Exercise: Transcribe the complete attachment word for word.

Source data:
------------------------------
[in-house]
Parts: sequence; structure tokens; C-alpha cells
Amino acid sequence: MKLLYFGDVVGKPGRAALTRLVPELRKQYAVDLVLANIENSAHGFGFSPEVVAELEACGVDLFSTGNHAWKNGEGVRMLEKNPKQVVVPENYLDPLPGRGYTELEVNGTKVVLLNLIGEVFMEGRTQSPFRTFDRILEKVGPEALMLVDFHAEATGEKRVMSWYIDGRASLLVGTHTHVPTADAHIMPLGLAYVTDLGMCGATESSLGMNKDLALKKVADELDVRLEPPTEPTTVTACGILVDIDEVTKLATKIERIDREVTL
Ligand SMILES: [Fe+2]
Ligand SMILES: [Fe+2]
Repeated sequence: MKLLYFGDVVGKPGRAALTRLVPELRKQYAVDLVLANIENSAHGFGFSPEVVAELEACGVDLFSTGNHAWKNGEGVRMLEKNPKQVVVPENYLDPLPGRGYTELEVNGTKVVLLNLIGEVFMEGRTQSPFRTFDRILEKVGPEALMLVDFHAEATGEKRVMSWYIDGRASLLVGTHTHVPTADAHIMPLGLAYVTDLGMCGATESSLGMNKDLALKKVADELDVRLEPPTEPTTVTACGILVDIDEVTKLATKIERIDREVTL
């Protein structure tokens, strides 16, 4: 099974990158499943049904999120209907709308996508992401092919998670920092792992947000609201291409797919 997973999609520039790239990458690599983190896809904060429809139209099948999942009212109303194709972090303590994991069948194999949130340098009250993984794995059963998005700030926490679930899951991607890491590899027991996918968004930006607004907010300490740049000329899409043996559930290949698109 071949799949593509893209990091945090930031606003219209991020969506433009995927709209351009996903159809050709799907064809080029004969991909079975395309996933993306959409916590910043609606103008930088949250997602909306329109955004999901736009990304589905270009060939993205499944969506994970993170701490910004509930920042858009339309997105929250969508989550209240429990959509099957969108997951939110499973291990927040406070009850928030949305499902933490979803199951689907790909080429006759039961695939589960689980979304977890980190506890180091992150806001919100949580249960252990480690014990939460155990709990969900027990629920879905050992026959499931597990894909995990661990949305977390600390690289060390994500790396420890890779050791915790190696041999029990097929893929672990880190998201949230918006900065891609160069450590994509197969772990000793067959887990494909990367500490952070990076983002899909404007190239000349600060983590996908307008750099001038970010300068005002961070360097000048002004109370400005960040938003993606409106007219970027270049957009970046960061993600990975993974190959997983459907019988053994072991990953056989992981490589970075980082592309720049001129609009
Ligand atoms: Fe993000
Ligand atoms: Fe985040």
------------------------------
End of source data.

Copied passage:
[in-house]
Parts: sequence; structure tokens; C-alpha cells
Amino acid sequence: MKLLYFGDVVGKPGRAALTRLVPELRKQYAVDLVLANIENSAHGFGFSPEVVAELEACGVDLFSTGNHAWKNGEGVRMLEKNPKQVVVPENYLDPLPGRGYTELEVNGTKVVLLNLIGEVFMEGRTQSPFRTFDRILEKVGPEALMLVDFHAEATGEKRVMSWYIDGRASLLVGTHTHVPTADAHIMPLGLAYVTDLGMCGATESSLGMNKDLALKKVADELDVRLEPPTEPTTVTACGILVDIDEVTKLATKIERIDREVTL
Ligand SMILES: [Fe+2]
Ligand SMILES: [Fe+2]
Repeated sequence: MKLLYFGDVVGKPGRAALTRLVPELRKQYAVDLVLANIENSAHGFGFSPEVVAELEACGVDLFSTGNHAWKNGEGVRMLEKNPKQVVVPENYLDPLPGRGYTELEVNGTKVVLLNLIGEVFMEGRTQSPFRTFDRILEKVGPEALMLVDFHAEATGEKRVMSWYIDGRASLLVGTHTHVPTADAHIMPLGLAYVTDLGMCGATESSLGMNKDLALKKVADELDVRLEPPTEPTTVTACGILVDIDEVTKLATKIERIDREVTL
């Protein structure tokens, strides 16, 4: 099974990158499943049904999120209907709308996508992401092919998670920092792992947000609201291409797919 997973999609520039790239990458690599983190896809904060429809139209099948999942009212109303194709972090303590994991069948194999949130340098009250993984794995059963998005700030926490679930899951991607890491590899027991996918968004930006607004907010300490740049000329899409043996559930290949698109 071949799949593509893209990091945090930031606003219209991020969506433009995927709209351009996903159809050709799907064809080029004969991909079975395309996933993306959409916590910043609606103008930088949250997602909306329109955004999901736009990304589905270009060939993205499944969506994970993170701490910004509930920042858009339309997105929250969508989550209240429990959509099957969108997951939110499973291990927040406070009850928030949305499902933490979803199951689907790909080429006759039961695939589960689980979304977890980190506890180091992150806001919100949580249960252990480690014990939460155990709990969900027990629920879905050992026959499931597990894909995990661990949305977390600390690289060390994500790396420890890779050791915790190696041999029990097929893929672990880190998201949230918006900065891609160069450590994509197969772990000793067959887990494909990367500490952070990076983002899909404007190239000349600060983590996908307008750099001038970010300068005002961070360097000048002004109370400005960040938003993606409106007219970027270049957009970046960061993600990975993974190959997983459907019988053994072991990953056989992981490589970075980082592309720049001129609009
Ligand atoms: Fe993000
Ligand atoms: Fe985040």